NNB: I come from Patna and I studied in Pune, so a big portion of my life at that time involved travel. Sunte the uss samay, yeh train lut gayi, woh train lut gayi, so this germ which was always there. When I started writing, we went under lockdown. So there was a lot of insecurity, claustrophobia, and frustration. All those feelings filtered down on paper. That’s where the rage comes from.

It’s an emotional journey for Amrit. In those 2 hours, he goes through a range of emotions. He needs to defend his friend, his fiancée, but he’s not able to. There’s guilt, there’s grief, there’s rage. There are a lot of emotions he’s going through.

For Raghav, there’s a lot of over-ambition and frustration that the father wants to keep him under control. Like I say, blood is a symbol of ambition and sacrifice. It is his ambition, and when he starts killing, he’s sacrificing his people for it. And Lakshya’s loss comes with so much blood because it’s a big sacrifice. It becomes personal.

RJ: It has symbolism in it, jitna khoon badhta hai baad mein iss film ke. Usne (Lakshya) pyaar ke liye maara hai. Maine ambition ke kaaran itna khoon karwa diya train mein. Mujhe badaa achcha laga jab sir ne yeh bataaya.

L: There’s a motive behind every punch. Amrit is killing for a reason. When I read the script, I remember Sir asking me what I felt about it. I had genuinely no words, because most of the film is treatment based and is high on action. On paper, if you see, “Amrit enters a coupe. He drags a boy down, shoves him with a knife.”, padhke aapko feel nahi aa raha. While executing and shooting it, that’s when it all came to life. Till a point Amrit is just defending, he’s just stopping the massacre from happening. And suddenly you see a personal loss happen that he couldn’t do anything about, and that too in front of his eyes. For a commando, that’s massive, because poori zindagi uss ne iss ke liye train kiya hai. And being a commando, if you couldn’t do something you were supposed to, that’s a lot of guilt and defeat. That becomes his everything, ke abb toh koi hadd nahi uske ghusse, uske rage ki. That was all in the script. Sir ki writing ne sab justify kiya tha, ke woh kar kya raha hai, aur kyun kar raha hai.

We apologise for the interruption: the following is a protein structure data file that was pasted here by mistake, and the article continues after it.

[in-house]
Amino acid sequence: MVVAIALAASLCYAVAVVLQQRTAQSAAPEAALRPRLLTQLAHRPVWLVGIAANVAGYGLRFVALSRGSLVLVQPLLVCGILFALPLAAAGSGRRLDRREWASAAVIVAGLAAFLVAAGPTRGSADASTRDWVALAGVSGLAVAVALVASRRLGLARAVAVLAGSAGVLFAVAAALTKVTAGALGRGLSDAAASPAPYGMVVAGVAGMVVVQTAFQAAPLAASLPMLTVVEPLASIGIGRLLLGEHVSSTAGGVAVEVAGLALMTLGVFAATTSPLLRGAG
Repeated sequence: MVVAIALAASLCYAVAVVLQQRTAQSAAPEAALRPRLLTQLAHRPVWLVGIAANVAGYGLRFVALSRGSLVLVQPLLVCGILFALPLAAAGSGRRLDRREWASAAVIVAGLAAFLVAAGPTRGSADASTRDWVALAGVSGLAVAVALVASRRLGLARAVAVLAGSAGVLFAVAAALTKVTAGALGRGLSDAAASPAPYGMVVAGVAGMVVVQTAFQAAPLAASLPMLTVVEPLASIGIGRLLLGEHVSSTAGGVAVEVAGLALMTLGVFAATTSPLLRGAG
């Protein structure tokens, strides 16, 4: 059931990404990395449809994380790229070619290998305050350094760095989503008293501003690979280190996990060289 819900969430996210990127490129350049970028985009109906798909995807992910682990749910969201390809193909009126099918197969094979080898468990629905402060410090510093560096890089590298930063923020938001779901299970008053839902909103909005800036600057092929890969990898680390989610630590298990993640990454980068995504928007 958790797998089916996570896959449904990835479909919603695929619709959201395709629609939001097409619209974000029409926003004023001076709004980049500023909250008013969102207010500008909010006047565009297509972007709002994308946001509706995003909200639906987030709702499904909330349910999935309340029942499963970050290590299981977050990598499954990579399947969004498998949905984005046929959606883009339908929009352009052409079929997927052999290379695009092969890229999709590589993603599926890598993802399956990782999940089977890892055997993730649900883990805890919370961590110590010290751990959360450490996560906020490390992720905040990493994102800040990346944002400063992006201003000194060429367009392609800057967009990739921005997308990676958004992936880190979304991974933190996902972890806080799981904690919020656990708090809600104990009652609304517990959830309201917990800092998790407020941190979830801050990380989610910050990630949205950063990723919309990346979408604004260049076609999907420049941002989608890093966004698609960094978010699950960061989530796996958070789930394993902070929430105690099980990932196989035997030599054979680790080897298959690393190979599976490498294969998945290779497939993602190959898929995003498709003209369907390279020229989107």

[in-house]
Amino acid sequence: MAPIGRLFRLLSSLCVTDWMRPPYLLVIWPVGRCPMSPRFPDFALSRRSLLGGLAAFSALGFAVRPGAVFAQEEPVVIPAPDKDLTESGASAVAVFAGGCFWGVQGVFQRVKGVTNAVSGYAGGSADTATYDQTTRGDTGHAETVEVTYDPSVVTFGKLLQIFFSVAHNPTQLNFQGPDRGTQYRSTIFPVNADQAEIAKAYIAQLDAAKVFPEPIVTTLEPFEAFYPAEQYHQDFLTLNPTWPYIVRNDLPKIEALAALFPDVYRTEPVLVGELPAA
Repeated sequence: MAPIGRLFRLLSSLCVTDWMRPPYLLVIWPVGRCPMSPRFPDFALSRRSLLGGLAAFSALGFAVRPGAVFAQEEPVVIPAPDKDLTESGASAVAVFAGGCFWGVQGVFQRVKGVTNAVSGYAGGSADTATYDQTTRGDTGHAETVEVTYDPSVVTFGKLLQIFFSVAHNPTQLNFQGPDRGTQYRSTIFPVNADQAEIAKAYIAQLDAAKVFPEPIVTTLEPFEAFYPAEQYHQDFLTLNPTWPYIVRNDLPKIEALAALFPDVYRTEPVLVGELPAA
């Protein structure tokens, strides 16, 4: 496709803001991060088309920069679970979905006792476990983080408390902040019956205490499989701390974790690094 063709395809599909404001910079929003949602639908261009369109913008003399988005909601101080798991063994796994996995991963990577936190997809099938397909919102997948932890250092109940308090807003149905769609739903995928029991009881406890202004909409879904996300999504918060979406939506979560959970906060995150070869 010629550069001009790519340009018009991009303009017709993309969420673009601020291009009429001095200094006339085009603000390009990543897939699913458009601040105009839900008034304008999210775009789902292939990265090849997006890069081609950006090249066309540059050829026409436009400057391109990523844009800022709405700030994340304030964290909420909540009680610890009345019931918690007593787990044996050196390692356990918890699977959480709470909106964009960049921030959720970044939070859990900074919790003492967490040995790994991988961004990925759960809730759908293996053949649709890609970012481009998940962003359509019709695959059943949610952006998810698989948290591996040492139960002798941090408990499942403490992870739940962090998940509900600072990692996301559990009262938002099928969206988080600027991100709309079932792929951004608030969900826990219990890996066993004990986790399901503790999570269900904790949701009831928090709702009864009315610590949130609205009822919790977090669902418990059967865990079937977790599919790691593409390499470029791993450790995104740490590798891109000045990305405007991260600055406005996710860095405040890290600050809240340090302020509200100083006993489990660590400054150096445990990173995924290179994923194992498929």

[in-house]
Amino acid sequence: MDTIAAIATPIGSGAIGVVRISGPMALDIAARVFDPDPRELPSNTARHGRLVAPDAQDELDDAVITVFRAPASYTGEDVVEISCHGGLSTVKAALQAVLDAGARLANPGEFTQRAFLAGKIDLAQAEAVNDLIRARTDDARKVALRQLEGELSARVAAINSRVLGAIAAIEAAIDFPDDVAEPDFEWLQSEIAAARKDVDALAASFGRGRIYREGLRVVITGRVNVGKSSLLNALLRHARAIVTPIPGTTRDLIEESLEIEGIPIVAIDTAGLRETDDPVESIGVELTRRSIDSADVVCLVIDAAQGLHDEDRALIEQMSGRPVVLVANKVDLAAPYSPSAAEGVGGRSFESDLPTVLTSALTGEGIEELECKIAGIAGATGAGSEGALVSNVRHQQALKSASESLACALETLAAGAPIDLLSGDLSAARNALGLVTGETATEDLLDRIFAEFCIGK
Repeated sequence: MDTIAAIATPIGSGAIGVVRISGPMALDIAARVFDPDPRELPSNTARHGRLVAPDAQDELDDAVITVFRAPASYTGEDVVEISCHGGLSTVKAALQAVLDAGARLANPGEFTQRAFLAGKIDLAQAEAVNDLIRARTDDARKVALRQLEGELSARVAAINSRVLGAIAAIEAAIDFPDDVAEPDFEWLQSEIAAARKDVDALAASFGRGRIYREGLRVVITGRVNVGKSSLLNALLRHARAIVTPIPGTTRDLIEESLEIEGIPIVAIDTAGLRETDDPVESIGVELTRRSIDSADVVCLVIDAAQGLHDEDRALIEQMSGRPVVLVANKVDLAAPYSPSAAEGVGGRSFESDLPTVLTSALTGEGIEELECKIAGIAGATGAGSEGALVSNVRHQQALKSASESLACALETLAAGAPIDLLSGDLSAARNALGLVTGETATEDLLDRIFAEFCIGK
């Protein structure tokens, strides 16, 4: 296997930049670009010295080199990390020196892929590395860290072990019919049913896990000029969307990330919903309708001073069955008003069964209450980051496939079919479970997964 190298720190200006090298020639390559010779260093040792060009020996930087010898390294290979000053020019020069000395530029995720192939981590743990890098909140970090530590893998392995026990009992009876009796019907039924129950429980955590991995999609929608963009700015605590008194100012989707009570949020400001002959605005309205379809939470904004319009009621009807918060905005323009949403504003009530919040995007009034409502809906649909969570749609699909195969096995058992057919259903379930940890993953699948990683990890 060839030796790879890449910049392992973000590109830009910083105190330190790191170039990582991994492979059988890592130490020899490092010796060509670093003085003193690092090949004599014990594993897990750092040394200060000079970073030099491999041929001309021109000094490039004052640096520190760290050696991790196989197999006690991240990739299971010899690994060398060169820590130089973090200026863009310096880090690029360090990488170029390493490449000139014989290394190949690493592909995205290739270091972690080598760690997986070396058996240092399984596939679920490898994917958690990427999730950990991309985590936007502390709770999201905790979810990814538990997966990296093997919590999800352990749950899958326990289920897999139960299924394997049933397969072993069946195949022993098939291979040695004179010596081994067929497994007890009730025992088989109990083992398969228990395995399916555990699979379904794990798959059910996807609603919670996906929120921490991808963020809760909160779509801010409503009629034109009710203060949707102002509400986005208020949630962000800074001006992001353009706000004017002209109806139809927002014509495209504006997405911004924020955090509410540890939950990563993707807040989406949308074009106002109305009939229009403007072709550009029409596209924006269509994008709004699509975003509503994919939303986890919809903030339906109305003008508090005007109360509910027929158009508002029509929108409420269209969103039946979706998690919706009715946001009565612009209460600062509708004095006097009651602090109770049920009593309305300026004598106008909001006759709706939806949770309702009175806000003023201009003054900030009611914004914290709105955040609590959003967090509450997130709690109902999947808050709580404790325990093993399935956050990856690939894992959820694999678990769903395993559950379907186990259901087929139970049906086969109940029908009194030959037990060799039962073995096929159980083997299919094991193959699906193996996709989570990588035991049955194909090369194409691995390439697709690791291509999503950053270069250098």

Somebody said it’s the most violent film they’ve ever seen. It’s truly so because of the intent and emotion behind it. It’s not like we’re killing people to look cool or to have fun with it. I’m not saying this in reference to any film, but cool bann ne ke liye, aur achcha dikhne ke liye bhi people do action, to look a certain way. Amrit is killing because he believes in it, he means it. And that was his (Nikhil’s) idea, that it needs to come from a personal space.

The film isn’t grand in scale, but it is grand in ambition. How did you manage to do so much in such little space?

NNB: The entire set was designed in a way so it can come apart fully and can accommodate the travel movements of the camera. There are no external lights in the carriage, all the lights are fitted inside. Rafey Mahmood, our DOP devised it in a way so that the lights don’t come in the way of the action or camera movements, the lights were on top. We had equipment which was fitted in the roof where the camera could go in and turn in different compartments. We did a lot of prep. The camera department and the set department had to work in tandem to design the entire thing. Because the entire set is going to come apart, and it has to come back while the shot is being taken. For example, one wall is moved, and while the camera moves, that wall has to come back. So everything was on hydraulics, there were people behind certain walls, there were motors fit. It looks like it’s a very restricted place but it isn’t. The design and prep behind it made it easier to shoot.